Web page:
Opera Atelier’s french double header opened last night at the Elgin Theatre. It was, bar the occasional twist, classic Opera Atelier. They presented two French baroque operas in their distinctive style with a little humour and none of the excesses that have sometimes crept in.
Last night, at Walter Hall, the Canadian Art Song Project presented their latest commission; Miss Carr in Seven Scenes by Jeffrey Ryan. The overall standard of the CASP commissions since Lawrence Wiliford and Steven Philcox launched the endeavour has been very high. The Ryan piece maintains that.
Not much sign of spring as we move into the second half of the month but there are some things musical to enjoy while we await the return of the sun. On March 18th at 2pm in Mazzoleni Hall there is You’re Welcome Rossini with the glamorous duo of Allyson McHardy and, the not seen often enough in Toronto, Lucia Cesaroni. This one is officially sold out but there may be rushes. Ten bucks says they do the Cat duet. Continue reading →
Opera Atelier have announced their 2018/19 season. As usual, there are two shows. In the Fall there is a double bill of Charpentier’s Actéonpaired with Rameau’s Pygmalion (Oct. 25 – Nov. 3, 2018). Colin Ainsworth, who has also been named as OA’s first “artist in residence”, features in both title roles with Mireille Asselin as Diana and Amour and Allyson McHardy as Juno and Céphise. The supporting cast includes Jesse Blumberg, Christopher Enns, Meghan Lindsay, Cynthia Smithers and Anna Sharpe. Pygmalion will be prefaced by Opera Atelier’s first Canadian commission for solo baroque violin and contemporary dancing, entitled Inception. It will be performed by composer/violinist Edwin Huizinga and choreographer/Artist of Atelier Ballet, Tyler Gledhill. Following its Toronto dates, the show will tour to the Royal Opera House in Versailles.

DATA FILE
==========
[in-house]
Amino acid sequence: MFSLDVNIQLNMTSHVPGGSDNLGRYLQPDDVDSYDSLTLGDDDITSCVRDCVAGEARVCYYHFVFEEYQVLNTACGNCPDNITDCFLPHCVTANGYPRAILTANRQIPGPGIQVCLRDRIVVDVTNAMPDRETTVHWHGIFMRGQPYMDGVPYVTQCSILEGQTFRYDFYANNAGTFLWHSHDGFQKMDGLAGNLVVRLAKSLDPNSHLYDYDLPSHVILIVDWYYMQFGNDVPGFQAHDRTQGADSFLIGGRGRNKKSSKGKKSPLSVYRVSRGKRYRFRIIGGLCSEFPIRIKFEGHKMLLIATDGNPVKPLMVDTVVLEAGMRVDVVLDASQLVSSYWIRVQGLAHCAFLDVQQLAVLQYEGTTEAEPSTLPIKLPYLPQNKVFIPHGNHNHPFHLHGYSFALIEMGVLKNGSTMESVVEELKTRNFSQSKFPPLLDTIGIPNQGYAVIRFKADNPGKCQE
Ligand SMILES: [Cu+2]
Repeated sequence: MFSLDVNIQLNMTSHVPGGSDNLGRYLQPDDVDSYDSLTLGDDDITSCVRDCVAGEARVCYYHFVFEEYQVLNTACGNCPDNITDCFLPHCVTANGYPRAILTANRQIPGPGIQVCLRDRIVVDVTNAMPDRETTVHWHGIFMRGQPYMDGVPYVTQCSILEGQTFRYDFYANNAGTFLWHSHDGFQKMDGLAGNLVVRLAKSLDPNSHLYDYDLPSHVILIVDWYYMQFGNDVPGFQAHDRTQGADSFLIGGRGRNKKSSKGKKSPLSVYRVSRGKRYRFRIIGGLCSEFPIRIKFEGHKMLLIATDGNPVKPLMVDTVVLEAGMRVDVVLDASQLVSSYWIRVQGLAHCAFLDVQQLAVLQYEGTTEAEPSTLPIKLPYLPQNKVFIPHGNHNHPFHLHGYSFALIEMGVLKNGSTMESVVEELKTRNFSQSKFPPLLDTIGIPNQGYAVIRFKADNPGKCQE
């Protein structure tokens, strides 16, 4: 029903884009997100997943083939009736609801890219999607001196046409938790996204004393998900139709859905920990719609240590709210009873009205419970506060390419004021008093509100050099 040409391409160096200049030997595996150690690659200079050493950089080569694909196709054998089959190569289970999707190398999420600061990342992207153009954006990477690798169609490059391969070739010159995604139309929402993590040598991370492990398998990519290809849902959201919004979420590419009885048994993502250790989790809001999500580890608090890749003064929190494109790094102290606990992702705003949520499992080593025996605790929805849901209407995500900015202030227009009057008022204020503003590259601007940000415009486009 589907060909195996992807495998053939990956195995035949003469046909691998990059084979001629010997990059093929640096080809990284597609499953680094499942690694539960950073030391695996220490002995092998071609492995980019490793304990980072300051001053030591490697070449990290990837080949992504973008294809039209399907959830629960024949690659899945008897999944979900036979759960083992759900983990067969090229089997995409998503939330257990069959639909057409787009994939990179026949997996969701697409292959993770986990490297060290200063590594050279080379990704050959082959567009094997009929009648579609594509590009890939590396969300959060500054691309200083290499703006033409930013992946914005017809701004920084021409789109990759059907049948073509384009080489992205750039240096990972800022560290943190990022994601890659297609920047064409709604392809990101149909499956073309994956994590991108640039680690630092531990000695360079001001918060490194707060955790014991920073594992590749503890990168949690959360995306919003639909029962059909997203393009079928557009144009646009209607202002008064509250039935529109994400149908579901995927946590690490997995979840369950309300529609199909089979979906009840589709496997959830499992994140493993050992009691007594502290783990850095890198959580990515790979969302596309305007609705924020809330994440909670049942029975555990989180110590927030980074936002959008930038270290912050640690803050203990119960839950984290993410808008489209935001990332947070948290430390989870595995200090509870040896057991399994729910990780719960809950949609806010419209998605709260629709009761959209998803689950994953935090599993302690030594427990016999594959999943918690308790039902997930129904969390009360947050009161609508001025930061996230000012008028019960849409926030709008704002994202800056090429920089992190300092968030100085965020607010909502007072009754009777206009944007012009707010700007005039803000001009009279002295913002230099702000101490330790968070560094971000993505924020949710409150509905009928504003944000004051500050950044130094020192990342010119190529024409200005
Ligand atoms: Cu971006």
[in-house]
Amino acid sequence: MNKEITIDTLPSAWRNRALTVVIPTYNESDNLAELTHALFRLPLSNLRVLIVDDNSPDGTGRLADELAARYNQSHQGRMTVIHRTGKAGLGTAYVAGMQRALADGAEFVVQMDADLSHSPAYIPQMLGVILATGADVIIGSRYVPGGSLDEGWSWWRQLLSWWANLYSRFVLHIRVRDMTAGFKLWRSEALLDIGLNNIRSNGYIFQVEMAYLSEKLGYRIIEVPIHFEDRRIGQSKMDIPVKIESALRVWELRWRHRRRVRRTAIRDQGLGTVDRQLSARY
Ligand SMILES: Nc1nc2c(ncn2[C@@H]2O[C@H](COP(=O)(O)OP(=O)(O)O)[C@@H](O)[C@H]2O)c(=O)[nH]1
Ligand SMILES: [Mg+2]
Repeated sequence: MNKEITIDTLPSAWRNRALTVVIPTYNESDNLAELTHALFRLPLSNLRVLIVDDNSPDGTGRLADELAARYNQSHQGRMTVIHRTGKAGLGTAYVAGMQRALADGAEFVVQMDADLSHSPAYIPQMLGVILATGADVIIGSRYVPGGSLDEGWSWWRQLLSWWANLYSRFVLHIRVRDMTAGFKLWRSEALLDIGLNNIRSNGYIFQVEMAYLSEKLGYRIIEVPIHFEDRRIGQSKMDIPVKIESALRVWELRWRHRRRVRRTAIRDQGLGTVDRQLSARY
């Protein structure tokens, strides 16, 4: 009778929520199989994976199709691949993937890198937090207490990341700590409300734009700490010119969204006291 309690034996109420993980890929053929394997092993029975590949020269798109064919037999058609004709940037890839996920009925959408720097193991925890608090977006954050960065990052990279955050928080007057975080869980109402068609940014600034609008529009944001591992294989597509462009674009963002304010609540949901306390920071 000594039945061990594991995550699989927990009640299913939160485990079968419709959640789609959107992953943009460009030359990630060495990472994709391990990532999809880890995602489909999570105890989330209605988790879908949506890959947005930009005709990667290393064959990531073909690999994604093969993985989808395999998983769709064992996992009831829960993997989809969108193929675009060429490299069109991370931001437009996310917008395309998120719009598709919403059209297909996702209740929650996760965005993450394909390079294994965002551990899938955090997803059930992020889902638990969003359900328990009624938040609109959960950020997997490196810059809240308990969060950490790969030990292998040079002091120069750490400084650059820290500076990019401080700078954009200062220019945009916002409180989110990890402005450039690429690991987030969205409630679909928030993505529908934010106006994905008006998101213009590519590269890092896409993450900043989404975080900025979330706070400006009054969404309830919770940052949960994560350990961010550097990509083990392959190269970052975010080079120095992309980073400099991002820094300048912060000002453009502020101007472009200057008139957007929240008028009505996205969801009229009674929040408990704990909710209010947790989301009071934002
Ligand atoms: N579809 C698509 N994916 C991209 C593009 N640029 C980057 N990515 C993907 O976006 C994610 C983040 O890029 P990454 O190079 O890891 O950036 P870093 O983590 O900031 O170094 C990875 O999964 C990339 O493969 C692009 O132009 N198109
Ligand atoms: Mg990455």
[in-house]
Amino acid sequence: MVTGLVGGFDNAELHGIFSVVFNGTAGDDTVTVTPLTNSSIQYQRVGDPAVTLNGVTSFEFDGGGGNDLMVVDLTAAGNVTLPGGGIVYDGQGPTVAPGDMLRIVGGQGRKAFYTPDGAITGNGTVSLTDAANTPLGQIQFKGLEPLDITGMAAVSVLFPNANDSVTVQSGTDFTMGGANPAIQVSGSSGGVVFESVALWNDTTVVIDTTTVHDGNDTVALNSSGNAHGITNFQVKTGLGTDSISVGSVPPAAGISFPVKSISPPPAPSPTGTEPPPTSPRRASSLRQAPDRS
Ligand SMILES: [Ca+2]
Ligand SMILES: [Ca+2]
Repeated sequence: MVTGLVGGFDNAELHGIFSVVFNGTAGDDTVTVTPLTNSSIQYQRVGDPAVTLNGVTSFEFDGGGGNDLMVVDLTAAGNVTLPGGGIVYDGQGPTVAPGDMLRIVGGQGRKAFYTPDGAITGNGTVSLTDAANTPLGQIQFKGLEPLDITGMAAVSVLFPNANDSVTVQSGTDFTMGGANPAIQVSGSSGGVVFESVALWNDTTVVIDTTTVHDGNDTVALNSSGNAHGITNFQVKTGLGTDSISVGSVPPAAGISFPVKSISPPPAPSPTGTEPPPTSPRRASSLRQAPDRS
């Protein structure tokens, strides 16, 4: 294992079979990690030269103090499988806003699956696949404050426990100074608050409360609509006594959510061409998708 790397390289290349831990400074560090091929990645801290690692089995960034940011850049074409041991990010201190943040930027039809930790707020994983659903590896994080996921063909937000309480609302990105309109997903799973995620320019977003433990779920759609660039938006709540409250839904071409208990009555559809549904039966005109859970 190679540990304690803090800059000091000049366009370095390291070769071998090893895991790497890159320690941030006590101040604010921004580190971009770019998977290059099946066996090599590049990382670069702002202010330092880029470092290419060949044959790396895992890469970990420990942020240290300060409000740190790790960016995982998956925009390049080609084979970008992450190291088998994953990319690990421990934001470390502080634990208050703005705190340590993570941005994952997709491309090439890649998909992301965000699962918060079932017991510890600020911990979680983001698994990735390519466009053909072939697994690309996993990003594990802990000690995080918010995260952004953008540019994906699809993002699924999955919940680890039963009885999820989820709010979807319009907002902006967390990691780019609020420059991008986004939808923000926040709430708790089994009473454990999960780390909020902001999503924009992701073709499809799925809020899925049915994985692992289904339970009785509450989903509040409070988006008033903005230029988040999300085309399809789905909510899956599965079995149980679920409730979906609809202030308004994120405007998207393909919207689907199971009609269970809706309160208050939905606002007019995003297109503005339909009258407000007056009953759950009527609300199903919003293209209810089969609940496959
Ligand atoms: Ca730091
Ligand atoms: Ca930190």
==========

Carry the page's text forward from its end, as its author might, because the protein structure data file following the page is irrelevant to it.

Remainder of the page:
Opera Atelier’s remount of Mozart’s The Marriage of Figaro opened last night at the Elgin. It’s a curious production made up of parts that don’t really fit together, hence the review title. At the core is a rather elegant traditional production. It’s wigs and crinolines and might have been seen almost anywhere almost any time in the last fifty years or so. Most of the excessive baroque gesturing is gone and the acting is stagey but no more so than in many opera productions.
Season announcements, it seems, are like the King Street streetcar(1). You wait for ages then three come along at once. This time it’s Opera Atelier announcing the 2017/18 season. As ever there are two productions. A remount of Mozart’s The Marriage of Figaro runs October 26th to November 4th. The cast icludes Douglas Williams, making his Opera Atelier debut, in the title role, with Mireille Asselin (Susanna), Stephen Hegedus (Count Almaviva), Peggy Kriha Dye (Countess Almaviva), Mireille Lebel (Cherubino), Laura Pudwell (Marcellina), Gustav Andreassen (Bartolo), Christopher Enns (Basilio/Don Curzio), Olivier Laquerre (Antonio), and Grace Lee (Barbarina). This one will be sung in English.
Patrick Jang, Carla Huhtanen and Phillip Addis in “The Marriage of Figaro” (2010). Photo by Bruce Zinger.
Opera Atelier’s production of (mostly) Purcell’s Dido and Aeneas opened last night at the Elgin. I say “(mostly) Purcell” because director Marshall Pynkoski had decided to add a Prologue. As he explained in his introductory remarks nobody reads Virgil’s Aeneid anymore so it was necessary to play out the back story in a prologue. I find this pretty patronising. It’s not a particularly convoluted story and I would have thought that the gist of the story is well enough known to most opera goers and, you know, some of us have read the Aeneid. Besides, even without detailed knowledge of the back story there’s nothing remotely hard to understand. FWIW the dumbing down carried over into the surtitles with, for example, “Anchises” rendered as “his father”. Anyway we got a prologue spoken by Irene Poole while the orchestra played other Purcell airs followed by a bit of extraneous ballet and poor Chris Enns (Aeneas) and Wallis Giunta (Dido) running around making the stock baroque “woe is me” gesture. I guess it made the piece (plus Marshall’s speech) long enough to justify an intermission, which was taken after what is usually Act 2 Scene 1, but the prologue was neither necessary nor welcome and I think the ensuing intermission was an unnecessary break in the flow of the action.